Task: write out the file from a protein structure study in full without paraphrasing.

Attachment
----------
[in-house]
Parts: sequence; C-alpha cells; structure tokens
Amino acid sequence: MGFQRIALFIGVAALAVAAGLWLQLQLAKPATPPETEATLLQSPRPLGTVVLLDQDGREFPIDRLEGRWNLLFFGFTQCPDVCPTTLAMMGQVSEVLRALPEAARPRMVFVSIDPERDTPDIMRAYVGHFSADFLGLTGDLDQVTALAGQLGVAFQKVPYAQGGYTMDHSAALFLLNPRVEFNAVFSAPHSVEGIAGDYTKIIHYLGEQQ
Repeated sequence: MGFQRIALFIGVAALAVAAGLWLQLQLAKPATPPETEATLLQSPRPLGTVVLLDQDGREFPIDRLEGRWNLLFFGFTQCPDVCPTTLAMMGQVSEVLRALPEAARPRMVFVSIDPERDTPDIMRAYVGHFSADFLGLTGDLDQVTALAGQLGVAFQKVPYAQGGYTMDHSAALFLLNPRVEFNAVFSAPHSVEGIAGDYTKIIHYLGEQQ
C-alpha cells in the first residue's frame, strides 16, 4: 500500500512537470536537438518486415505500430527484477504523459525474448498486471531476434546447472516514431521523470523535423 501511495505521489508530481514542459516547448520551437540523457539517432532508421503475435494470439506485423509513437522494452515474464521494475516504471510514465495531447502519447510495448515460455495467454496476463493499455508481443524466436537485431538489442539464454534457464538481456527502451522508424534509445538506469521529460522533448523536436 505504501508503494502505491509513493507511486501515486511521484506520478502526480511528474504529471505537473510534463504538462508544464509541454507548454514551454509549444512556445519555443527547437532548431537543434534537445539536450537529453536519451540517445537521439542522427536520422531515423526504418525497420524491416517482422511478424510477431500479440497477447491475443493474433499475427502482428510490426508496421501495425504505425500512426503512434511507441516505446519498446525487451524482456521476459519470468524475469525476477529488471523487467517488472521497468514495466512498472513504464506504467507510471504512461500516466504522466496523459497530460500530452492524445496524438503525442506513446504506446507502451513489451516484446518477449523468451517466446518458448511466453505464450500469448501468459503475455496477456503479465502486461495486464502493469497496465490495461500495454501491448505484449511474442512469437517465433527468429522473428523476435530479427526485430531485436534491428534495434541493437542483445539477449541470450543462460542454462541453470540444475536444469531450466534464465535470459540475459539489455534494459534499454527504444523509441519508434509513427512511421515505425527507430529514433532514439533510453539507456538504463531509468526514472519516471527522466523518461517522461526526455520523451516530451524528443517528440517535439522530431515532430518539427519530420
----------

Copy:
[in-house]
Parts: sequence; C-alpha cells; structure tokens
Amino acid sequence: MGFQRIALFIGVAALAVAAGLWLQLQLAKPATPPETEATLLQSPRPLGTVVLLDQDGREFPIDRLEGRWNLLFFGFTQCPDVCPTTLAMMGQVSEVLRALPEAARPRMVFVSIDPERDTPDIMRAYVGHFSADFLGLTGDLDQVTALAGQLGVAFQKVPYAQGGYTMDHSAALFLLNPRVEFNAVFSAPHSVEGIAGDYTKIIHYLGEQQ
Repeated sequence: MGFQRIALFIGVAALAVAAGLWLQLQLAKPATPPETEATLLQSPRPLGTVVLLDQDGREFPIDRLEGRWNLLFFGFTQCPDVCPTTLAMMGQVSEVLRALPEAARPRMVFVSIDPERDTPDIMRAYVGHFSADFLGLTGDLDQVTALAGQLGVAFQKVPYAQGGYTMDHSAALFLLNPRVEFNAVFSAPHSVEGIAGDYTKIIHYLGEQQ
C-alpha cells in the first residue's frame, strides 16, 4: 500500500512537470536537438518486415505500430527484477504523459525474448498486471531476434546447472516514431521523470523535423 501511495505521489508530481514542459516547448520551437540523457539517432532508421503475435494470439506485423509513437522494452515474464521494475516504471510514465495531447502519447510495448515460455495467454496476463493499455508481443524466436537485431538489442539464454534457464538481456527502451522508424534509445538506469521529460522533448523536436 505504501508503494502505491509513493507511486501515486511521484506520478502526480511528474504529471505537473510534463504538462508544464509541454507548454514551454509549444512556445519555443527547437532548431537543434534537445539536450537529453536519451540517445537521439542522427536520422531515423526504418525497420524491416517482422511478424510477431500479440497477447491475443493474433499475427502482428510490426508496421501495425504505425500512426503512434511507441516505446519498446525487451524482456521476459519470468524475469525476477529488471523487467517488472521497468514495466512498472513504464506504467507510471504512461500516466504522466496523459497530460500530452492524445496524438503525442506513446504506446507502451513489451516484446518477449523468451517466446518458448511466453505464450500469448501468459503475455496477456503479465502486461495486464502493469497496465490495461500495454501491448505484449511474442512469437517465433527468429522473428523476435530479427526485430531485436534491428534495434541493437542483445539477449541470450543462460542454462541453470540444475536444469531450466534464465535470459540475459539489455534494459534499454527504444523509441519508434509513427512511421515505425527507430529514433532514439533510453539507456538504463531509468526514472519516471527522466523518461517522461526526455520523451516530451524528443517528440517535439522530431515532430518539427519530420